Many Australians holidaying in the northern hemisphere contrast the respective culinary experiences of
We’re in the middle of the cup finals season in Europe. And over the past four days, we’ve had the opportunity to sample fare of two distinctly different flavours. The UEFA Cup final last Wednesday featured the Spanish adversaries Sevilla and Espanyol, while Saturday’s English FA Cup final featured leading clubs Chelsea and Manchester United.
The UEFA Cup is a damaged brand these days, largely inflicted by UEFA itself. It’s true to say that ever since it was born out of the curious Inter-Cities Fairs Cup in the 1960’s, it’s been by definition the poor cousin of the European Cup, now Champions League. The competition for those not quite good enough for the other comp. And yet it’s produced its fair share of brilliant football memories over the past 40+ years. But in most recent times, it’s become another plaything of the top clubs, the so-called G14, which wraps UEFA around its bloc-style little finger. And now it’s set up so that any of the big boys prematurely knocked out of the Champions League can get a “lucky loser” go in the UEFA Cup.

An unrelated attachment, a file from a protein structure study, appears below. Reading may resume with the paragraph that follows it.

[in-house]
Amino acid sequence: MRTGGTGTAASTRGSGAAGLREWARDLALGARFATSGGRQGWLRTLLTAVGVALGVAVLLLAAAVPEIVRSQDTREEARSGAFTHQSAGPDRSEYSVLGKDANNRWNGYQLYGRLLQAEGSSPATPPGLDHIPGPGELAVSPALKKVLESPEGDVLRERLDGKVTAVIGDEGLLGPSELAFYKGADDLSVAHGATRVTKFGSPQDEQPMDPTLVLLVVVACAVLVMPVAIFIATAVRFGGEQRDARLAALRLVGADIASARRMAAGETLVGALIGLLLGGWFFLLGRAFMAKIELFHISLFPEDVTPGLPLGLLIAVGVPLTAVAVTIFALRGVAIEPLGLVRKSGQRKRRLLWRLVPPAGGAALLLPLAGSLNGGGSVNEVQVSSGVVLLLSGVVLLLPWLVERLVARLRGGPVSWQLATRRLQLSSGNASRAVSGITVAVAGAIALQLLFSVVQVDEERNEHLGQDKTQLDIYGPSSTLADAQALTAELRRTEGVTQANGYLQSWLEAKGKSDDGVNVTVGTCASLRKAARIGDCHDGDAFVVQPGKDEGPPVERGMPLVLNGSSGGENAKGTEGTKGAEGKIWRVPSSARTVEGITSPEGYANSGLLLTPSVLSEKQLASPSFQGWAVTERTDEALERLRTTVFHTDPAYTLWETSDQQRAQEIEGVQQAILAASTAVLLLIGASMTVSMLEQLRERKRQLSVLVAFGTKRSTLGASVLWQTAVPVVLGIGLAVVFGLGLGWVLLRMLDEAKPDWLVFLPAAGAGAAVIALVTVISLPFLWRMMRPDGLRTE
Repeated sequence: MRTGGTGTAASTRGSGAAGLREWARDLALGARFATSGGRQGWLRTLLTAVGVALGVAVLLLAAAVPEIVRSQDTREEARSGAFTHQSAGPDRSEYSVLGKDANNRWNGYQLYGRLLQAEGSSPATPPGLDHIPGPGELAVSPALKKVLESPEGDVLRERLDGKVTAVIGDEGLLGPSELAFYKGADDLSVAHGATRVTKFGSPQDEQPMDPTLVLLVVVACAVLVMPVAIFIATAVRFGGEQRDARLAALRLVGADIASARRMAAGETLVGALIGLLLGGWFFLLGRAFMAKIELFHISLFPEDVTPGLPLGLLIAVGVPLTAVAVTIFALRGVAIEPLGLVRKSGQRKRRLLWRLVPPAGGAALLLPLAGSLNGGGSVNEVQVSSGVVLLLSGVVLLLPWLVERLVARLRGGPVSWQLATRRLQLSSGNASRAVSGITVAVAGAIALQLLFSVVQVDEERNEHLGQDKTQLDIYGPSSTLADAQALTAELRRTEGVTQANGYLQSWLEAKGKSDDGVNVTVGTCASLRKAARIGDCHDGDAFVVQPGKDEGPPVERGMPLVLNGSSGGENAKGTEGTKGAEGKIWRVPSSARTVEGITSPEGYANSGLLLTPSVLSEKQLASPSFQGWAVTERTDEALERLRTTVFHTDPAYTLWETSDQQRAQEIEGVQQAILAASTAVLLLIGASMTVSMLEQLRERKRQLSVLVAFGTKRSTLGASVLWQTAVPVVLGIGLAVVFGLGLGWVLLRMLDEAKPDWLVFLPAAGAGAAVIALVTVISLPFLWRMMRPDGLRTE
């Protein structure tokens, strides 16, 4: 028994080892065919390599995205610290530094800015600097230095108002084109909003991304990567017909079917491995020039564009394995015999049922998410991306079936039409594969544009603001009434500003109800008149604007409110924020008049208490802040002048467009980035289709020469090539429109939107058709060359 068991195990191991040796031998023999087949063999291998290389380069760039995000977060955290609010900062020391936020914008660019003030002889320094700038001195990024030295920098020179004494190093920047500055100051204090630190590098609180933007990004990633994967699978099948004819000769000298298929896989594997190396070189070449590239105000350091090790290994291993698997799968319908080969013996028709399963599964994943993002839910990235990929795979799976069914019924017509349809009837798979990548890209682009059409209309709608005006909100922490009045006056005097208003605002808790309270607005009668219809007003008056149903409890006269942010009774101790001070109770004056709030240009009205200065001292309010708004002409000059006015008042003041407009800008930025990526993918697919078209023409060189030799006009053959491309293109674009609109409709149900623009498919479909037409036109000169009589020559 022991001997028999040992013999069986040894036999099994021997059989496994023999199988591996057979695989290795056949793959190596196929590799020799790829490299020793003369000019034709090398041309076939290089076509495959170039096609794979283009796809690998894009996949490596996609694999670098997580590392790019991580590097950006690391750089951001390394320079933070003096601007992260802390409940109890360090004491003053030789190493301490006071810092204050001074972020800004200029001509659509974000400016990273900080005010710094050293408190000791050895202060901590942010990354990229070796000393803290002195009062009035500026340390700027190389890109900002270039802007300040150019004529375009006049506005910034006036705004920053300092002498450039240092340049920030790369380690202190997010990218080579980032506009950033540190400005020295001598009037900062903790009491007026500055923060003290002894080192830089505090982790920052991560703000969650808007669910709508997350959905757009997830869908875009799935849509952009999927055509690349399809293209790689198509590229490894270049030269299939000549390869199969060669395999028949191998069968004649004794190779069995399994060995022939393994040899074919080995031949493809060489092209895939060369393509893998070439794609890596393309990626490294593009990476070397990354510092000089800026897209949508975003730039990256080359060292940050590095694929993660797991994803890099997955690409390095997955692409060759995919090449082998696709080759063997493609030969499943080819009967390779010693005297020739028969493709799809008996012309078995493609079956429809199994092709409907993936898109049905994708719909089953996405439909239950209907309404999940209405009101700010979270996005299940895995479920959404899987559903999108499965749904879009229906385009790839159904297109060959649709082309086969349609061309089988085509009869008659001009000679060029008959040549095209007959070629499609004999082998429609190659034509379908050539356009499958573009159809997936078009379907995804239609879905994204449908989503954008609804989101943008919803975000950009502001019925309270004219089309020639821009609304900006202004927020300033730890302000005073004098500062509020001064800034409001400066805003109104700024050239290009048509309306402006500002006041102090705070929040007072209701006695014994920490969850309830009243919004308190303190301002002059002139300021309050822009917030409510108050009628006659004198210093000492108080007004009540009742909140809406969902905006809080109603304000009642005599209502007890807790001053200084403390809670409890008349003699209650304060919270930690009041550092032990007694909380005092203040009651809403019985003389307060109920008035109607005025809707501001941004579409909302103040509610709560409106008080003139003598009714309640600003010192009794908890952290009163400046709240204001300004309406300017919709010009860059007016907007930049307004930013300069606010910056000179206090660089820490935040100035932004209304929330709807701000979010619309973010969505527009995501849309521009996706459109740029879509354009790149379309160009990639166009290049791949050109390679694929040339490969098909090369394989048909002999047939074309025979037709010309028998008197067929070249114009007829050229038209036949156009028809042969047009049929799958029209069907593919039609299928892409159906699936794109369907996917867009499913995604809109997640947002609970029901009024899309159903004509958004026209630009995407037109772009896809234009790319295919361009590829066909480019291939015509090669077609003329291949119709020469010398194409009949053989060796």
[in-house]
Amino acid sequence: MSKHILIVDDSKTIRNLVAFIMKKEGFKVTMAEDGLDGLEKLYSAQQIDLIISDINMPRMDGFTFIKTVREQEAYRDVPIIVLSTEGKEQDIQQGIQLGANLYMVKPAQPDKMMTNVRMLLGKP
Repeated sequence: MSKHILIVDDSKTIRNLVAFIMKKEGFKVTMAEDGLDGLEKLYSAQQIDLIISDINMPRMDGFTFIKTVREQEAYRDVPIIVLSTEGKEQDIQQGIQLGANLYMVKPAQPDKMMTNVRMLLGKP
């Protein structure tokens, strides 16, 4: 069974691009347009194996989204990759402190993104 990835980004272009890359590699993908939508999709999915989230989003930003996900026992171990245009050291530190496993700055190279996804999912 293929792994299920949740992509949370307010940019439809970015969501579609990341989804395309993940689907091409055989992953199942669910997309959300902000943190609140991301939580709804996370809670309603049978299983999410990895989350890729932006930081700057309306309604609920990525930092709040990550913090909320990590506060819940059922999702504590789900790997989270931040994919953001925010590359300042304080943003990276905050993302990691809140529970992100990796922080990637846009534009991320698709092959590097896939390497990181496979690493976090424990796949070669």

Yet, despite its lower status, it still throws out memorable finals.
Contrast this with the English final, with the much awaited new Wembley on display for a global audience to take in for the first time. And the opponents couldn’t have boasted a higher pedigree. Chelsea and Man United, at each others throats all season in the league and Champions League, now fighting for the last piece of domestic silverware.
And what a sad bore-fest in turned out to be. Or, in my case, snore-fest as I struggled desperately to keep awake. With the opponents having clocked up an aggregate of over 120 competitive fixtures this season, this unfortunately played out as one of the worst of them. The all-star cast, primed for a chefs-hat feast, served up cold porridge. Defensive formations, scared to make a mistake, no way through crowded defences. On a night where many Australians are staying up late to watch the “spectacle”, this was a terrible advertisement for the world game.
The cup final has served up many substantial dishes in the past and over my lifetime it’s been a delight to savour such tasty morsels as 1973 Leeds-Sunderland, 1979 Man Utd-Arsenal, 1987 Coventry-Spurs, 1990 Palace-Man Utd and 2006 Liverpool-West Ham. In the greater European scheme of things, the FA cup has lost its lustre in recent years, with the inevitable domination by the same clubs that dominate the EPL. But there's still the chance of a great game to justify the great occasion. But not this year.
The English like to occasionally bang on in Gordon Ramsey style about their league being